Listen to this podcast on Apple Podcasts, SoundCloud or wherever you find your favorite audio content.

Who’s there? It’s a critical question for enterprises, and identity and access management (IAM) solutions help ensure the right employees are accessing the right applications for the right reasons.

But what about consumers? On this week’s Security Intelligence podcast, hosts Pam Cobb and David Moulton search for consumer identity and access management (CIAM) answers with the help of Sean Brown, program director for the IBM IAM team, and Martijn Loderus, global CIAM lead for IBM.

Control vs. Capture

According to Loderus, what sets IAM and CIAM apart “isn’t the technology, it’s the use case.” While IAM tools are designed for access control, CIAM solutions are built for data capture. “Think about IAM as a vault,” says Loderus. “CIAM is like the entry to Disneyland. The goal is to get everyone through the gate as quickly as possible.”

Where IAM solutions require employees to authenticate their identity before gaining access, CIAM services rely on self sign-up. Consumers provide specific information in exchange for specific outcomes. Rather than regulation, the goal is to build a relationship.

As noted by Brown, however, there’s a growing need for organizations to ensure the data they capture is protected. “What we see across the board in every market is that new regulations are taking hold,” he says. “Companies need to protect customer data or there’s financial impact.”

Fighting Friction Burns

Friction frustrates customers. “We’ve all tried to go into an application and need to get to it quickly and are then prompted for additional authentication factors,” notes Brown. In turn, we often see “cart abandonment and brand dissatisfaction caused by friction when users are asked for too much information or to re-verify information.” In other words, consumers begin to lose confidence.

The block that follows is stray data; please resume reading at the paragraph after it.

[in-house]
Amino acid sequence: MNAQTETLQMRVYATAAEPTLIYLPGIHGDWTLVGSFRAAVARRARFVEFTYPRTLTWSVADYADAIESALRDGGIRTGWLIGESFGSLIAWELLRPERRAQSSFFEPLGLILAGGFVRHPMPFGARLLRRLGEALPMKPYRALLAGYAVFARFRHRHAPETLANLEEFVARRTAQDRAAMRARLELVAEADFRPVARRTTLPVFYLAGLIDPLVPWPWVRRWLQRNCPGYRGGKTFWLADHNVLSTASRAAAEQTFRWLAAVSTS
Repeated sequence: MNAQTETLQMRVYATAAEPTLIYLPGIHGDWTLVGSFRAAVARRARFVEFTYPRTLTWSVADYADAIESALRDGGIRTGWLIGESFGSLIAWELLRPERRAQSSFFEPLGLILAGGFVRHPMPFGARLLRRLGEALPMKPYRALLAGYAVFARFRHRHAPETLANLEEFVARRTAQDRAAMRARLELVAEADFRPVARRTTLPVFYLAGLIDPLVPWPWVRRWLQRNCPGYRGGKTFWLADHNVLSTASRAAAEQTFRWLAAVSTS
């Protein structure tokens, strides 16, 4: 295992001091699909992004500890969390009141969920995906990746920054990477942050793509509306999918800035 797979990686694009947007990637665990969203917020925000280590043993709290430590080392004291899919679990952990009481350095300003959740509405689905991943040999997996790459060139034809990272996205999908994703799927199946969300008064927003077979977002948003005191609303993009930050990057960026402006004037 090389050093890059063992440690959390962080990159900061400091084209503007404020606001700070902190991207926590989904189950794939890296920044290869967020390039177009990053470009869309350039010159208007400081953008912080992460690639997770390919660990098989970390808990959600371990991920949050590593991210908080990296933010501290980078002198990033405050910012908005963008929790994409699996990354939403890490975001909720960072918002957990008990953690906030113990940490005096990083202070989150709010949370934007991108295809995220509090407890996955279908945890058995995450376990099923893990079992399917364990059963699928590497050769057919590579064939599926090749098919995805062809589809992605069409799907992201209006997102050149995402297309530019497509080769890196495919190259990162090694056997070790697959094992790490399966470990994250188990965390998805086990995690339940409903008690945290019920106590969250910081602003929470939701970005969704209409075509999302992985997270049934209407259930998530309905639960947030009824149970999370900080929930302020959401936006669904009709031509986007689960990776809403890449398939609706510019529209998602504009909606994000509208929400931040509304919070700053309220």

To fight friction burns, companies need collaborative efforts. CIAM touches multiple lines of business, according to Loderus. The CMO and CIO need to devise how it looks and how it works, while the CISO needs to make sure that capturing consumer information is done effectively and securely. For Brown, this means striking a balance — giving consumers control of their data without compromising corporate networks. Put simply, “CIAM should deliver frictionless access without reducing security.”

Smooth Operators

Trust forms the foundation of effective CIAM experiences. But from a corporate perspective, “there is no trust,” says Loderus. “And from a consumer perspective, they don’t have trust either. You need to create it on both sides.” This requires what Loderus calls “progressive trust” — information requests that are relevant to current use cases.

For example, customers simply visiting a website shouldn’t be subject to CIAM. If customers want to download a brochure, asking for an email address is reasonable. Creating an on-site account might require email verification, and Loderus notes that “during a financial transaction it’s normal to have step-up authentication, while high-level transactions may require a Social Security or passport number.”